By Nicholas Sheppard, journalist, opinion-editorialist, who has written for Politico, The Federalist, The Daily Beast, Huffington Post, and authored the novel Broken Play.
For years, the House of Lords wielded undue influence over UK legislation, often going against public opinion. With the US Supreme Court now deeply conservative, America looks to be heading into a similar scenario.
With the appointment of Amy Coney Barrett, there is now a 6-3 conservative majority on the Supreme Court. A transparently partisan and politicized nomination and appointment process, the prospect of appointees having fewer qualms about legislating from the bench and a majority that might endure for decades has enabled the Republicans to fashion their own version of an obstructionist, conservative House of Lords.
Lifelong appointees deciding what is best for the people, irrespective of the clear prevailing attitudes of the majority of the public, was far from what the Founding Fathers had in mind. The framers of the Constitution didn’t envisage so much power being placed in the hands of the Supreme Court. The delegates at the Constitutional Convention of 1787, discussing judicial power in Article III of the Constitution, didn’t intend for the Supreme Court to become supreme. They expected Congress to perform its constitutional task of shaping the direction of domestic policy.
They certainly didn’t intend for the Supreme Court to be like the UK’s House of Lords: a major powerhouse of conservative influence at the very nerve centre of political life, acting as a ‘chamber of directors’, casting an eye over legislation that comes from the lower house, scrutinizing and delaying bills, forcing the House of Commons to reconsider its decisions, and preserving reactionary interests.
The Supreme Court has become intensely conservative at a time when the US is becoming more diverse and liberal across a broad swathe of social issues. As a consequence, this new court will probably be glaringly out of sync with the general views, values and direction of the country. Against the moderating and tolerant momentum of society, the court’s likely decisions, in matters of huge consequence, will be akin to pulling the handbrake in the middle of the freeway.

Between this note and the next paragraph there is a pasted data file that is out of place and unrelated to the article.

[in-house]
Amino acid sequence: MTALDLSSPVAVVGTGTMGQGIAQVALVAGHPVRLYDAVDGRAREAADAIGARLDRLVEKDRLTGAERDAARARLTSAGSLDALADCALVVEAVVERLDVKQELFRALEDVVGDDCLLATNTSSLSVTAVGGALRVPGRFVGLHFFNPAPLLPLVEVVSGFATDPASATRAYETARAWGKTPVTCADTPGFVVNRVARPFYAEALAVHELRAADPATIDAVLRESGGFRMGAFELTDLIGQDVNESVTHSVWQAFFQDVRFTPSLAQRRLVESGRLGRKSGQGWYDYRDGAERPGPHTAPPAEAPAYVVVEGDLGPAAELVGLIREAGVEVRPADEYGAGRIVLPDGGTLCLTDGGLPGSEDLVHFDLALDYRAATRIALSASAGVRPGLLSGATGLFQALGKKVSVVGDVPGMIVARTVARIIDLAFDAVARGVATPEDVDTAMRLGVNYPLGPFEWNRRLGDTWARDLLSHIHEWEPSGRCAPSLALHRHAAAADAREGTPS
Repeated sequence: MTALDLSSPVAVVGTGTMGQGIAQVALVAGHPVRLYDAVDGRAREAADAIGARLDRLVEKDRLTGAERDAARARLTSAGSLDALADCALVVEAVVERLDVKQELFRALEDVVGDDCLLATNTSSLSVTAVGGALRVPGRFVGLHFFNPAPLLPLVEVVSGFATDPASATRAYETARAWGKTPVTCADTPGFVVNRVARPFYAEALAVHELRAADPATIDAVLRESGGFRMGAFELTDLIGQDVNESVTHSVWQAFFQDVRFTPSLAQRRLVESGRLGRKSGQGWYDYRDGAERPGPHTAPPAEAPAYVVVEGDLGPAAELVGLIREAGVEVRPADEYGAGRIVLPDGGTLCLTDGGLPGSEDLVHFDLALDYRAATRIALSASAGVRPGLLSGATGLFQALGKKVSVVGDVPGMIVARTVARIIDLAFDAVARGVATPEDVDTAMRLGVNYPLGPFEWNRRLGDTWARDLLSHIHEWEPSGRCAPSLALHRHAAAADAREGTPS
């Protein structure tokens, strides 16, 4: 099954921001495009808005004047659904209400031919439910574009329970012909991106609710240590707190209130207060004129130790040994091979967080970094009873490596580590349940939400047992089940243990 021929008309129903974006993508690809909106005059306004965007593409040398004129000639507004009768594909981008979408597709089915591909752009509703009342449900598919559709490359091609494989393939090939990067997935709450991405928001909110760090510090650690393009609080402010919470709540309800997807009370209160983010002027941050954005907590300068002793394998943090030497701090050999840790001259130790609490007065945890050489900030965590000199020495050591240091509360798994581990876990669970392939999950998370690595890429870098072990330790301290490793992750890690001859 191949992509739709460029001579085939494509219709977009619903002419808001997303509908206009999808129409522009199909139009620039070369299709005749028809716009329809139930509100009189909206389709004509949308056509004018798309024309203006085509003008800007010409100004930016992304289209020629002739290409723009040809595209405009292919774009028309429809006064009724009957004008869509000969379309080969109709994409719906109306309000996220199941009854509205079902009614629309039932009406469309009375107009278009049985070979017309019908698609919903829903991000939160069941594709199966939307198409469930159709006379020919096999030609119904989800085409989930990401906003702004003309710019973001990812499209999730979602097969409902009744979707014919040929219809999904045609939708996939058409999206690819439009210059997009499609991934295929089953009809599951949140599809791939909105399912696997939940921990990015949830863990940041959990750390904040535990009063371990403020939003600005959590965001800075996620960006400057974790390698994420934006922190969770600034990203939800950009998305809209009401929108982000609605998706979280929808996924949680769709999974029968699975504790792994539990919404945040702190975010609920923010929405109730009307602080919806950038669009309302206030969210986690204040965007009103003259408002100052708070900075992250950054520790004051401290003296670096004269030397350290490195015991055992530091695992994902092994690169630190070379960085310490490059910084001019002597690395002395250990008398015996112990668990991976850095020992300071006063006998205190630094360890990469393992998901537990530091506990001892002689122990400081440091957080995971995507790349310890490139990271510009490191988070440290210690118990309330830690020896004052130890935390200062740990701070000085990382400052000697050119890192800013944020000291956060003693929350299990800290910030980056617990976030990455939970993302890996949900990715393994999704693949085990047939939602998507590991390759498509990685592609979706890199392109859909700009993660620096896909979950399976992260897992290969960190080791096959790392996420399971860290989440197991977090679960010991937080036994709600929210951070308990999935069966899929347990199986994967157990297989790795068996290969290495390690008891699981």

It is possible the court will, in the span of a few years, act to dismantle the Affordable Care Act, irrespective of the fact the majority of Americans approve of and want to retain that legislation; revoke or severely curtail Roe vs Wade, irrespective of the fact a majority of Americans approve of that decision; and even plausibly roll back marriage equality, irrespective of the fact a majority of Americans approve of that advancement in civil rights.
Like the House of Lords in a previous era, the Supreme Court will reflexively stall, stymie and overrule majority views, frustrating the legislative agendas of administrations given a mandate by a majority of voters.
For centuries, in Britain, the House of Lords functioned as a means to protect the landowning class, or ‘economic elites’, and maintain conservative values; even if the upper classes didn’t always adhere to those values themselves.
The House of Lords maintained its position as the more powerful chamber of Parliament until the 19th century. The shift came when power became to be defined less by the ownership of land, and more by industrial wealth. Capitalists, and a growing middle class, wanted more of the action.
There are strong parallels between the current state of the Supreme Court, and the friction caused by a dogmatically conservative and obstructionist House of Lords more than a century ago. During the later years of the 19th century, right up till 1914, there was conflict between the House of Lords and the liberals in the House of Commons. Reactionary, social conservativism was increasingly out of sync with what the modern country looked like and wanted. There was a schism in society: peers, ruling for a lifetime, were making decisions for a modernizing and liberalizing middle class.
The House of Lords was challenged after the election of a Liberal government in 1906. In 1909, the Chancellor of the Exchequer, David Lloyd George, introduced into the House of Commons the ‘People’s Budget’, which proposed a land tax targeting wealthy landowners. The popular measure was defeated in the heavily Conservative House of Lords.
Having made the powers of the House of Lords a primary campaign issue, the Liberals were narrowly re-elected in January 1910. Finally, the Parliament Act 1911 effectively abolished the power of the House of Lords to reject legislation, or to amend it in a way unacceptable to the House of Commons.
For years, perhaps even decades to come, the Supreme Court will be analogous to the old House of Lords, stalling the momentum of progress, handing down decisions the majority of Americans disagree with, stymying the agenda of progressive administrations who faced voters at the ballot box and earned a mandate.